Development and clinical indications of PARP inhibitors

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Published: 25 Apr 2018
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Dr Mark O'Connor - AstraZeneca, Cambridge, UK

Dr O’Connor speaks with ecancer at AACR 2018 about the development and application of PARP inhibitors, such as olaparib, for ovarian and breast cancers.

He describes his research in treatment tolerability and the overlap of efficacy with observed PARP trapping.

For more on PARP inhibitors watch our interview with Dr Elisabetta Leo here.

I started working on PARP inhibitors when I was at KuDOS Pharmaceuticals, it’s the company that first discovered olaparib. I was working from 2004 all the way through and I’m still working on PARP inhibitors.

Why are you investigating PARP trapping?

The first PARP inhibitor went into patients in 2005, that was the first monotherapy approach. Clearly, since then olaparib has been approved, a number of other PARP inhibitors have been approved, but we’re still trying to understand the mechanisms both in terms of efficacy and tolerability. There are more PARP inhibitors coming through so it’s really important that we understand the science. What we’ve been doing is we’ve been trying to further investigate the importance of PARP trapping, which is a key component of the mechanism of action, but also what’s driving the different tolerability profiles.

How has this progressed and how will it move forward?

To date there’s really only long-term efficacy data for olaparib because it’s been in the clinic for such a long time but what’s becoming clear is that long-term efficacy is going to be a combination of both the initial efficacy but also the ability to continually inhibit PARP to more than 95% continuously. So if you have to have drug holidays or you have to dose reduce because of tolerability then there’s the potential that the tumours could grow out on treatment. So what we’ve been trying to do is understand the basis of tolerability and the safety profiles. That really comes down to three components: the first is specificity against the different PARP family members. So there are seventeen different PARPs, all of the clinically relevant PARP inhibitors have in common targeting of PARP1 but a number of other PARPs might be inhibited. The second component is secondary pharmacology and we think that can explain some of the adverse events outside of bone marrow and GI toxicity which is consistent between the different PARP inhibitors. The third component, which is quite interesting, is bone marrow penetrance. So, again, if you have a much higher level of penetrance into the bone marrow the potential is that you’ll have more bone marrow toxicity.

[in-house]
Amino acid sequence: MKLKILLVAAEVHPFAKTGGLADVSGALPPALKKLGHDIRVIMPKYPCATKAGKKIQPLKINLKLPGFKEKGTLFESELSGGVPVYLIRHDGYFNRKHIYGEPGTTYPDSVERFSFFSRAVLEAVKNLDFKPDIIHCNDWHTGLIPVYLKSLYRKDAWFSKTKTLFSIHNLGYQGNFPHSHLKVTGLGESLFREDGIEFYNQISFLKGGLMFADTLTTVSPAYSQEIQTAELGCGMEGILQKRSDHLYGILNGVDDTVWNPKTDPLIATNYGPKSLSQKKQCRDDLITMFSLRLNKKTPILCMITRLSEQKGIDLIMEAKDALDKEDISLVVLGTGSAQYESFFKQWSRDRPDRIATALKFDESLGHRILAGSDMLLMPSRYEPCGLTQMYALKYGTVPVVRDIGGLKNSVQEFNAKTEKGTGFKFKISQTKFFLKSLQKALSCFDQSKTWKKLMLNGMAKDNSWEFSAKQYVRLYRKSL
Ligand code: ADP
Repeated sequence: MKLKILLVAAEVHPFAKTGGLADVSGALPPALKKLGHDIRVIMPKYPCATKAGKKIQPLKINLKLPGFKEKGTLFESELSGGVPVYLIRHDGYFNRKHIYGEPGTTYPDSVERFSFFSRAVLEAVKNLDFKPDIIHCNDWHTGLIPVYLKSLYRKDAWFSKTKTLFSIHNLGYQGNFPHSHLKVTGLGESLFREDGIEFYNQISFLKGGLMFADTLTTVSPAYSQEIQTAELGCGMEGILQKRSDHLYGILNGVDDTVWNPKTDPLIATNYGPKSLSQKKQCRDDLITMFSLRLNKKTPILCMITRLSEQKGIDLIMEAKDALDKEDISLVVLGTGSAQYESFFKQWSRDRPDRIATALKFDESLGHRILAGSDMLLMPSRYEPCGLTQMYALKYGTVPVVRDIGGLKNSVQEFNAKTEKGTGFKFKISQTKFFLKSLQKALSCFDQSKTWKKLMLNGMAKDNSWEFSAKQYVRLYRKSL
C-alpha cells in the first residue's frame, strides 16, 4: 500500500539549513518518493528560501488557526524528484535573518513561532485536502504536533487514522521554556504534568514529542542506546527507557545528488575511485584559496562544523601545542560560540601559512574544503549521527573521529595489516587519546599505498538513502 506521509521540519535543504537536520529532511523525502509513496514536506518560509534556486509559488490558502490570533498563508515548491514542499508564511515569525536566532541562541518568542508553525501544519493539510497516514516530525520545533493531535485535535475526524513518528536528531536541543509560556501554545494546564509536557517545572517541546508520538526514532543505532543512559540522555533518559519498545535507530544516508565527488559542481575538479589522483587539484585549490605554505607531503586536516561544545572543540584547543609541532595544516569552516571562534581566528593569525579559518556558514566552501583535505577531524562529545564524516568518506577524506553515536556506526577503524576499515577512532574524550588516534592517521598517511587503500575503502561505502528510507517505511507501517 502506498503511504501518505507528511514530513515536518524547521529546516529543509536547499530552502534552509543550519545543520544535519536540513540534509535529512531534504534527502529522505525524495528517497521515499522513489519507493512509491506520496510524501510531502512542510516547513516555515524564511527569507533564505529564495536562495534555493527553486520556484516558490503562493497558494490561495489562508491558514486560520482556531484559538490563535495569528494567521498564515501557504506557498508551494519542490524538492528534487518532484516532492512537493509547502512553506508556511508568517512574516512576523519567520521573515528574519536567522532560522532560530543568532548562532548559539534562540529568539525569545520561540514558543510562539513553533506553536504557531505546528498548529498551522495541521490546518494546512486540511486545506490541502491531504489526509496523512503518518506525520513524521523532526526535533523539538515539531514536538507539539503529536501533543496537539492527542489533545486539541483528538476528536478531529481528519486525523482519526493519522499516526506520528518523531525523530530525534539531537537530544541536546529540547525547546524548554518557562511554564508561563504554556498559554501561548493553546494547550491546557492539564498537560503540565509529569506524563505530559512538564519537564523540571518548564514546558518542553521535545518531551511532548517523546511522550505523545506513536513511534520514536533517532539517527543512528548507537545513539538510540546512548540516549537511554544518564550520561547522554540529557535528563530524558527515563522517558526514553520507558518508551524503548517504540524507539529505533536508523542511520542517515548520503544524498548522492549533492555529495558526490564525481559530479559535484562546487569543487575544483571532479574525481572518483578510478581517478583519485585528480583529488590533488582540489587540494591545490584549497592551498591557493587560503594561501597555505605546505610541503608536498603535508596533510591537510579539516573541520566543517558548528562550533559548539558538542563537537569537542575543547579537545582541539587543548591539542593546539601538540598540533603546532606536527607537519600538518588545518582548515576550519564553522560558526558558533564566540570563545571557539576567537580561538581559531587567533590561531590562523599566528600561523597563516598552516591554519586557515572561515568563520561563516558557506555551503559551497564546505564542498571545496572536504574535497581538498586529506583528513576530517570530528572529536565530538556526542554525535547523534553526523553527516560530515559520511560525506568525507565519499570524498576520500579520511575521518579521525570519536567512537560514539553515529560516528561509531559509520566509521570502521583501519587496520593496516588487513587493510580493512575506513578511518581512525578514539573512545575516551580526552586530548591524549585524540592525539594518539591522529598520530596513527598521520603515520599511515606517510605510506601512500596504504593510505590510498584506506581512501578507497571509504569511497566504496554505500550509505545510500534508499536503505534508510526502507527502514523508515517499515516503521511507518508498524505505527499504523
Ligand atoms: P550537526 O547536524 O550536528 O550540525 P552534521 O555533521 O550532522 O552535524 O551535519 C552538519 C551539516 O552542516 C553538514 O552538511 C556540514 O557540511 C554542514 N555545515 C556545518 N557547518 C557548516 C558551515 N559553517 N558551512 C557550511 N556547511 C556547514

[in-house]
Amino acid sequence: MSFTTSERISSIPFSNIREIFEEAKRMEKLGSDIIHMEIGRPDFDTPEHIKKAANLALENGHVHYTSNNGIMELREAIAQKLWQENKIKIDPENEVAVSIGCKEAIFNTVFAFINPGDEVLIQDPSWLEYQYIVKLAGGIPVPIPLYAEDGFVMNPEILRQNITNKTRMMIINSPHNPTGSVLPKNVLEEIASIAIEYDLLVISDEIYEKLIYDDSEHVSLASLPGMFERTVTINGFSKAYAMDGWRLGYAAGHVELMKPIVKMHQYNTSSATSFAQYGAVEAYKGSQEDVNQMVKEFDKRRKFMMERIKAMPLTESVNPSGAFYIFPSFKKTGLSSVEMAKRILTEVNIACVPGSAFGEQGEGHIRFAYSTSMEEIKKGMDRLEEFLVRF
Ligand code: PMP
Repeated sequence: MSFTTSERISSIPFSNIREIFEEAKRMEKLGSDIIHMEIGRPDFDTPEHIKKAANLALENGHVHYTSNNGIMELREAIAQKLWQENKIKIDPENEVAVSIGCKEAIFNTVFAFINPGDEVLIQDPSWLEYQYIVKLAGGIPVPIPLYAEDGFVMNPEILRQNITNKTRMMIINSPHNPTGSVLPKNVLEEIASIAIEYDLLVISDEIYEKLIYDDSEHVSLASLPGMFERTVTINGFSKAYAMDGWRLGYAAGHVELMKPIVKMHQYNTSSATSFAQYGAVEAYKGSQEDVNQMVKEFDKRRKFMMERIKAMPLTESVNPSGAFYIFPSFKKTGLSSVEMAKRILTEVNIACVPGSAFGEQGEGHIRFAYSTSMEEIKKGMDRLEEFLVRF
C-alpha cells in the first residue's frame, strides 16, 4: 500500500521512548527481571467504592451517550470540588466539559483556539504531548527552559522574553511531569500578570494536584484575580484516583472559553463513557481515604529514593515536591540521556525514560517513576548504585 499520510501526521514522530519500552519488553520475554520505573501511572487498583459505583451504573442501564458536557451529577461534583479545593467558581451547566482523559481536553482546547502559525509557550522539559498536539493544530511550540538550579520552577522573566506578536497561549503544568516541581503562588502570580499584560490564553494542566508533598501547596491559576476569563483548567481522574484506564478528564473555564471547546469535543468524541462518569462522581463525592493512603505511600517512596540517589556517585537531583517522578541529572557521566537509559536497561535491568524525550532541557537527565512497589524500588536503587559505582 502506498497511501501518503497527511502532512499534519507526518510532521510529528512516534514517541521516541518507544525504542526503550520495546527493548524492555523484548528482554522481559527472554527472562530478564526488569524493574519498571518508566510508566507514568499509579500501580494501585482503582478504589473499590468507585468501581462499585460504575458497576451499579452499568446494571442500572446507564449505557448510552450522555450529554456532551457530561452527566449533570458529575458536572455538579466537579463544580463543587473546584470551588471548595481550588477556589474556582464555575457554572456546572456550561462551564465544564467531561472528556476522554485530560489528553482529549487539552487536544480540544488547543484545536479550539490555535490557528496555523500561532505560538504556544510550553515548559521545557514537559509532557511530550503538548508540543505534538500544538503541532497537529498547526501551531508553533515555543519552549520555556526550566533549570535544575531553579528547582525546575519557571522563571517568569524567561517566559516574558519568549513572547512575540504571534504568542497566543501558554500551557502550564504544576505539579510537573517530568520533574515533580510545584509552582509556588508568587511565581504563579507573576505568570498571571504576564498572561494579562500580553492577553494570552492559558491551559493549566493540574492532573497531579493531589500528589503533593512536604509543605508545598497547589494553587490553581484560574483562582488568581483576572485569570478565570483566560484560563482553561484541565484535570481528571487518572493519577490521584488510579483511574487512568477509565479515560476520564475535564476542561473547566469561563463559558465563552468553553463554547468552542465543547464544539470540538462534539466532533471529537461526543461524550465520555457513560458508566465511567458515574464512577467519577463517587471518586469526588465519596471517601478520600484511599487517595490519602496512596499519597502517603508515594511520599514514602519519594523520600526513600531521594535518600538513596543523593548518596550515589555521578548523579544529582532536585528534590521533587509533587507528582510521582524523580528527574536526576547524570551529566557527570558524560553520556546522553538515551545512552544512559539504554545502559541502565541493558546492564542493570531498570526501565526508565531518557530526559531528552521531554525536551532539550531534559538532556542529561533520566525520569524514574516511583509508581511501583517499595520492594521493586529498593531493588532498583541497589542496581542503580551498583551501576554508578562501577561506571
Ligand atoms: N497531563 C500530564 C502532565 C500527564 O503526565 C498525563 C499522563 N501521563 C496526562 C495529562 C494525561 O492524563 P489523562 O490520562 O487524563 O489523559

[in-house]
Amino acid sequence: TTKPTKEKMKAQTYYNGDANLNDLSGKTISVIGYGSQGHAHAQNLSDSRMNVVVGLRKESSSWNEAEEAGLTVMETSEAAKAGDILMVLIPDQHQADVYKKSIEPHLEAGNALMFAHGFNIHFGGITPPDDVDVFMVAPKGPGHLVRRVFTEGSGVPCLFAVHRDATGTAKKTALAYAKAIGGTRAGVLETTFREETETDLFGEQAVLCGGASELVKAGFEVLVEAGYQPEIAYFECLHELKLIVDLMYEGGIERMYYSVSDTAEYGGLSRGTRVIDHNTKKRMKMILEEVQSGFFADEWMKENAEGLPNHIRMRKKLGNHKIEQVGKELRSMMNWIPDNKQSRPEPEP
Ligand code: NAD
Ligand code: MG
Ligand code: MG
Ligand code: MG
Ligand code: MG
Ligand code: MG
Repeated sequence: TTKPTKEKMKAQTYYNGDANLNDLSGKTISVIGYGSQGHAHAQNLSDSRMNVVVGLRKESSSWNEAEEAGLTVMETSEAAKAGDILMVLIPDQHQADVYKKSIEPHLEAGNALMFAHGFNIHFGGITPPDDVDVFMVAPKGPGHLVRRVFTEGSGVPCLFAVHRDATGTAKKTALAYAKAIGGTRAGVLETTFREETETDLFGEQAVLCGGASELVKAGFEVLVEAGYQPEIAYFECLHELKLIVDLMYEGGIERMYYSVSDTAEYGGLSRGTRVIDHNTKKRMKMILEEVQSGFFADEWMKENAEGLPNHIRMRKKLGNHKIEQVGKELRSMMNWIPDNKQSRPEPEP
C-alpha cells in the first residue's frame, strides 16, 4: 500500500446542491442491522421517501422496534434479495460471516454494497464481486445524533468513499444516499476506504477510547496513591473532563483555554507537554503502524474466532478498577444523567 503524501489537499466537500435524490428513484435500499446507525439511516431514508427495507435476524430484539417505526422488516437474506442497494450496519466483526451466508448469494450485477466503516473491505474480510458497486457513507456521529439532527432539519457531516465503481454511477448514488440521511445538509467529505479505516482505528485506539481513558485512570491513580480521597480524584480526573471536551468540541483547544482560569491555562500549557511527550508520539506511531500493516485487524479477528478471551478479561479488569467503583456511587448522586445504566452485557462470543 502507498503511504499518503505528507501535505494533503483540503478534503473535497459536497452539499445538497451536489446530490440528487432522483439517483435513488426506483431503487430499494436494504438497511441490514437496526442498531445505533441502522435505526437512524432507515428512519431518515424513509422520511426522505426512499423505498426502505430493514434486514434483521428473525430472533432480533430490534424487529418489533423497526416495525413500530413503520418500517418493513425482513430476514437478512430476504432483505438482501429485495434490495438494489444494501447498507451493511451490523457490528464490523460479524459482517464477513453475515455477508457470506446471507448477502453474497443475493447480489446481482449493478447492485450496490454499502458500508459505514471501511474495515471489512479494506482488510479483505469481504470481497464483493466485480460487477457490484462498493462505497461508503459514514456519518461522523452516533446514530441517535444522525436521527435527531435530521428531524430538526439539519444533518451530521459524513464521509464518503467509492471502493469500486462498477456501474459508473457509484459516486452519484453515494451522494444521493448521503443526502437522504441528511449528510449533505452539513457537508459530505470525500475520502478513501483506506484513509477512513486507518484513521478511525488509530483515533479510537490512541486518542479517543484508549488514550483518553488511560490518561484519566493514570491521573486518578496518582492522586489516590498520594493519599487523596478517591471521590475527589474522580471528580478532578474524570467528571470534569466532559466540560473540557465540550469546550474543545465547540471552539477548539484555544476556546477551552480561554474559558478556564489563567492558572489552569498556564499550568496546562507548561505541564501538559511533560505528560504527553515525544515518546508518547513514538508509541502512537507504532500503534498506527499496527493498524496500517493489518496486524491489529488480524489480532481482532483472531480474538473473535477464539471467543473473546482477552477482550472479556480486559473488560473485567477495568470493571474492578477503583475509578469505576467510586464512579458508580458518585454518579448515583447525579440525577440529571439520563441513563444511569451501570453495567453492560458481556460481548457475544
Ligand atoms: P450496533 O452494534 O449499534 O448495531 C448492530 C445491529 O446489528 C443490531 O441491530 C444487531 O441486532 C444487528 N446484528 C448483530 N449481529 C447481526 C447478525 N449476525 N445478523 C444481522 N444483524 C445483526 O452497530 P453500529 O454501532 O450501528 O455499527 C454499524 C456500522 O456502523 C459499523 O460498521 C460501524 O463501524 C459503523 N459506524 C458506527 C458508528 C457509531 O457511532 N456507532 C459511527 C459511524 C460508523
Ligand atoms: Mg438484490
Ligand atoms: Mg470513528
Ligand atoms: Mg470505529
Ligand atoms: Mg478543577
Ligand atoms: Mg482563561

Do you find many misconceptions in this realm of work?

One of the really interesting aspects is for quite a while there were some suggestions that PARP trapping efficacy correlated with clinical efficacy. But what myself, Yves Pommier, Johann de Bono published in a Science Translational Medicine review was that as long as you have sufficient levels of PARP trapping actually the efficacy that’s being seen in the clinic for a number of PARP inhibitors is pretty similar. So, as I say, the early PARP inhibitor efficacy is dependent on sufficient PARP trapping but longer-term efficacy is going to be down to having a good tolerability profile.